Harrisburg, PA (October 14, 2021) – Pennsylvania had the second highest rate of deer-car accidents in the U.S. last year, according to the Pennsylvania Insurance Department. Most of those accidents occur in the autumn and early winter, with the highest chances for an encounter with a deer between 6 p.m. and 9 p.m.

“Pennsylvania’s motorists should be on the lookout for deer every day of the year, but especially in November when the majority of accidents occur,” said Christopher Sloan, executive director of the Pennsylvania Insurance Fraud Prevention Authority. “In a state with as many deer-related incidents as we have in Pennsylvania, it’s important for consumers to know what their automobile insurance covers in terms of property damage and injury.”

Practical advice for Pennsylvania drivers:

  • Pay attention to deer crossing signs, use high beams, and slow down to decrease the number of deer-car collisions, especially at dawn and dusk when deer are most active.
  • Buckle up every time.
  • Understand the difference between collision and comprehensive coverage.

Collision coverage pays for damage when your vehicle collides with another car or stationary object. This includes damage caused by crashing into another car, backing your car into a pole, tree or hitting a mailbox, etc. (Source: The National Association of Insurance Commissioners Consumer Alert)

Comprehensive coverage pays for damage to your auto from almost all other losses other than collision. Covered losses under comprehensive coverage include the following: theft, fire, vandalism, weather-related losses such as hail or water, falling objects, damage caused by a bird or animal, and glass breakage. It pays for damage caused by things that are unpredictable or out of your control, like deer, car thieves and hailstorms.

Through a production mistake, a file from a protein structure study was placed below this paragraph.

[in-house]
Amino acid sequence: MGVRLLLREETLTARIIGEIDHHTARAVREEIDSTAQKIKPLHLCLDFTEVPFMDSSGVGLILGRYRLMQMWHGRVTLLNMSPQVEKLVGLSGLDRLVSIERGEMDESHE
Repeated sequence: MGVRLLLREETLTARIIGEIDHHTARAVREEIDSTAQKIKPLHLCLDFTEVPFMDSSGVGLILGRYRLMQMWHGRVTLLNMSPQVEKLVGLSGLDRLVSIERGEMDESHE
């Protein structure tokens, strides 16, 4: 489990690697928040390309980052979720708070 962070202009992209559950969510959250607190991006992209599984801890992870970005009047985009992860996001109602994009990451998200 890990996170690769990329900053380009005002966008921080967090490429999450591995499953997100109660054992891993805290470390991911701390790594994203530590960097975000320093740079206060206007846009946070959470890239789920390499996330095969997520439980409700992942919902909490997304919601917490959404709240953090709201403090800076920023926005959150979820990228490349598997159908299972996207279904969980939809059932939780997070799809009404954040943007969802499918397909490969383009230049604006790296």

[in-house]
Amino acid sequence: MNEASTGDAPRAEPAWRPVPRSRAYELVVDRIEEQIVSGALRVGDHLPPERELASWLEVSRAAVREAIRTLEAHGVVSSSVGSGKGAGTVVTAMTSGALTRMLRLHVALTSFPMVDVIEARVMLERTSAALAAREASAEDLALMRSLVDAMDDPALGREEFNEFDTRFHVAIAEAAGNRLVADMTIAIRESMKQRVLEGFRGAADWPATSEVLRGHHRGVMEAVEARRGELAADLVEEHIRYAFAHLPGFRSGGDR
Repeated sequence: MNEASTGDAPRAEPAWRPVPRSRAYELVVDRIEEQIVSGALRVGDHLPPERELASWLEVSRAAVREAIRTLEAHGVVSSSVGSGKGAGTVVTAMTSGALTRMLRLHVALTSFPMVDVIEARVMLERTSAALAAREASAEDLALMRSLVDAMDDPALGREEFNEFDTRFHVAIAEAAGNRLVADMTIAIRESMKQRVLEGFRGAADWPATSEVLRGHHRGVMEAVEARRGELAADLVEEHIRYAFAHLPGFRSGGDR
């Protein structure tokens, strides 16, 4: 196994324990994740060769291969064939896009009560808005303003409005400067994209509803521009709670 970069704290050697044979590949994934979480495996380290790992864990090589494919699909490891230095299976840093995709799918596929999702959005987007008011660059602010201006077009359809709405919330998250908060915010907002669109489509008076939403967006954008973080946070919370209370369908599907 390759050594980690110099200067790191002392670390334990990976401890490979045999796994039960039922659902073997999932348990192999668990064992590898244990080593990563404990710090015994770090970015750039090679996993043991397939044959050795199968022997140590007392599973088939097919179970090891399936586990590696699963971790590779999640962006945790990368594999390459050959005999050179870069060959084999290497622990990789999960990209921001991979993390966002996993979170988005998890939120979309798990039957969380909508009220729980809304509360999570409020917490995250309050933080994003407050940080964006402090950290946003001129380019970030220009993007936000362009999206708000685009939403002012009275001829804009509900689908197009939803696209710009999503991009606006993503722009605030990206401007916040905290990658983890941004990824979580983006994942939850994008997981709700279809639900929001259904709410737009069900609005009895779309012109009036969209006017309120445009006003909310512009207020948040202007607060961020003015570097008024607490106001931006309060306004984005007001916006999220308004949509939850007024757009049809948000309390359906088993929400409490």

Important tips:

  • Know how to file a claim with your insurance company. 
  • If you are unsure about what your policy covers, call your insurance company to inquire.

“We want motorists to be safe on our roads and, if they have an accident involving a deer, to file their claims correctly,” advised Sloan. “Fraudulent deer-car claims can be the result of not understanding what a policy does and does not cover. Consumers should understand their coverage and the fact that every claim triggers a full investigation to verify the facts. If consumers file a false claim about an incident, there may be serious consequences.” 

The Pennsylvania Insurance Fraud Prevention Authority (IFPA) leads Pennsylvania’s insurance fraud prevention efforts and has been recognized as a national leader in advancing public awareness about the cost and consequences of auto, homeowners, health, worker’s compensation, and disability fraud. IFPA helps provide law enforcement and prosecutors the necessary resources to fight insurance fraud in the Commonwealth, works to prevent insurance fraud through public awareness, and advises the Governor and General Assembly on the scope of the problem in Pennsylvania. For more information, visit www.helpstopfraud.org.  

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This website provides a listing of law enforcement agencies that fight fraud. To report anonymously, consumers can call the National Insurance Crime Bureau’s tip line at 1-800-TEL-NICB or the IFPA’s tip line at 1-888-565-IFPA.